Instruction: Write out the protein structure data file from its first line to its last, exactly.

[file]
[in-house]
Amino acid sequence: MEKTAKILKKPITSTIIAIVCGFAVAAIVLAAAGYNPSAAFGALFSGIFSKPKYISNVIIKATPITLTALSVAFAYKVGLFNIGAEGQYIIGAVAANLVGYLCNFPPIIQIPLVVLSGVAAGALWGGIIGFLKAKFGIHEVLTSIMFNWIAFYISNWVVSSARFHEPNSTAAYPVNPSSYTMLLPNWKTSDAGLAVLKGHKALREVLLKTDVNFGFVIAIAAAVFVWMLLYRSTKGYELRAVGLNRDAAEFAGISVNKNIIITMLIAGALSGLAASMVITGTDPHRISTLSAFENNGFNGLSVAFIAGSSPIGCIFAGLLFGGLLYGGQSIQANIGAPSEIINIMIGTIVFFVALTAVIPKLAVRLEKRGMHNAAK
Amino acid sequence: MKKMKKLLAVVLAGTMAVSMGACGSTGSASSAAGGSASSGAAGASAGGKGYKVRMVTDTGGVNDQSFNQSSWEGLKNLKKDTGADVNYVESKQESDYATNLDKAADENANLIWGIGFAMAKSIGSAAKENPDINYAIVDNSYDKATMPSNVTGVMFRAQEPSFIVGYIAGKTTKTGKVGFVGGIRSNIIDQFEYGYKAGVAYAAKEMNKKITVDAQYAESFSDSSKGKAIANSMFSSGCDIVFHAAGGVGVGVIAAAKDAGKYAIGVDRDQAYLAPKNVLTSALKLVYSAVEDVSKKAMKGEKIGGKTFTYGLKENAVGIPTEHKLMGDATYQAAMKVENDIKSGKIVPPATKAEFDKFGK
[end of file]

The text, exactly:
[in-house]
Amino acid sequence: MEKTAKILKKPITSTIIAIVCGFAVAAIVLAAAGYNPSAAFGALFSGIFSKPKYISNVIIKATPITLTALSVAFAYKVGLFNIGAEGQYIIGAVAANLVGYLCNFPPIIQIPLVVLSGVAAGALWGGIIGFLKAKFGIHEVLTSIMFNWIAFYISNWVVSSARFHEPNSTAAYPVNPSSYTMLLPNWKTSDAGLAVLKGHKALREVLLKTDVNFGFVIAIAAAVFVWMLLYRSTKGYELRAVGLNRDAAEFAGISVNKNIIITMLIAGALSGLAASMVITGTDPHRISTLSAFENNGFNGLSVAFIAGSSPIGCIFAGLLFGGLLYGGQSIQANIGAPSEIINIMIGTIVFFVALTAVIPKLAVRLEKRGMHNAAK
Amino acid sequence: MKKMKKLLAVVLAGTMAVSMGACGSTGSASSAAGGSASSGAAGASAGGKGYKVRMVTDTGGVNDQSFNQSSWEGLKNLKKDTGADVNYVESKQESDYATNLDKAADENANLIWGIGFAMAKSIGSAAKENPDINYAIVDNSYDKATMPSNVTGVMFRAQEPSFIVGYIAGKTTKTGKVGFVGGIRSNIIDQFEYGYKAGVAYAAKEMNKKITVDAQYAESFSDSSKGKAIANSMFSSGCDIVFHAAGGVGVGVIAAAKDAGKYAIGVDRDQAYLAPKNVLTSALKLVYSAVEDVSKKAMKGEKIGGKTFTYGLKENAVGIPTEHKLMGDATYQAAMKVENDIKSGKIVPPATKAEFDKFGK